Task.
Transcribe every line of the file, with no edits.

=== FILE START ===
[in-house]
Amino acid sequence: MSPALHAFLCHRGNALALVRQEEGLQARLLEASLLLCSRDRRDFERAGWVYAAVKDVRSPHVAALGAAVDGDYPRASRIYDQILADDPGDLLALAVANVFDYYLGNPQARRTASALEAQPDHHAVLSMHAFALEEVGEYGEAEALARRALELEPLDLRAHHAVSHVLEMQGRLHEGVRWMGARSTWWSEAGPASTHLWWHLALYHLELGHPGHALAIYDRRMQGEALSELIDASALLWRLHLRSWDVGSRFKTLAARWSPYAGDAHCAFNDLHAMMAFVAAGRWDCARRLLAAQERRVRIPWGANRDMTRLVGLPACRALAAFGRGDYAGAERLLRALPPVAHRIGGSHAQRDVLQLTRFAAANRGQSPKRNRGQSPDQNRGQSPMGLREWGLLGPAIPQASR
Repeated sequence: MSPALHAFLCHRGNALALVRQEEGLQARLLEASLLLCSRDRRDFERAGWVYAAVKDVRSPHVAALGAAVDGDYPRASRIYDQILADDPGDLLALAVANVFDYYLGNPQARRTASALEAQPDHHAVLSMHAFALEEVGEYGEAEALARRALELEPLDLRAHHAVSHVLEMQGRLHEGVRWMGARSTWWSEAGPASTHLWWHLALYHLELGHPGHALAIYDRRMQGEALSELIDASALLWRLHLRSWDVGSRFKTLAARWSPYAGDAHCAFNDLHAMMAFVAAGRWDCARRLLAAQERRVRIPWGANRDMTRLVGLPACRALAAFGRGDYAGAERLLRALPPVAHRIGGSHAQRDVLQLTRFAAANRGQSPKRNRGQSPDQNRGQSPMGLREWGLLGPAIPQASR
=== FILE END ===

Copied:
[in-house]
Amino acid sequence: MSPALHAFLCHRGNALALVRQEEGLQARLLEASLLLCSRDRRDFERAGWVYAAVKDVRSPHVAALGAAVDGDYPRASRIYDQILADDPGDLLALAVANVFDYYLGNPQARRTASALEAQPDHHAVLSMHAFALEEVGEYGEAEALARRALELEPLDLRAHHAVSHVLEMQGRLHEGVRWMGARSTWWSEAGPASTHLWWHLALYHLELGHPGHALAIYDRRMQGEALSELIDASALLWRLHLRSWDVGSRFKTLAARWSPYAGDAHCAFNDLHAMMAFVAAGRWDCARRLLAAQERRVRIPWGANRDMTRLVGLPACRALAAFGRGDYAGAERLLRALPPVAHRIGGSHAQRDVLQLTRFAAANRGQSPKRNRGQSPDQNRGQSPMGLREWGLLGPAIPQASR
Repeated sequence: MSPALHAFLCHRGNALALVRQEEGLQARLLEASLLLCSRDRRDFERAGWVYAAVKDVRSPHVAALGAAVDGDYPRASRIYDQILADDPGDLLALAVANVFDYYLGNPQARRTASALEAQPDHHAVLSMHAFALEEVGEYGEAEALARRALELEPLDLRAHHAVSHVLEMQGRLHEGVRWMGARSTWWSEAGPASTHLWWHLALYHLELGHPGHALAIYDRRMQGEALSELIDASALLWRLHLRSWDVGSRFKTLAARWSPYAGDAHCAFNDLHAMMAFVAAGRWDCARRLLAAQERRVRIPWGANRDMTRLVGLPACRALAAFGRGDYAGAERLLRALPPVAHRIGGSHAQRDVLQLTRFAAANRGQSPKRNRGQSPDQNRGQSPMGLREWGLLGPAIPQASR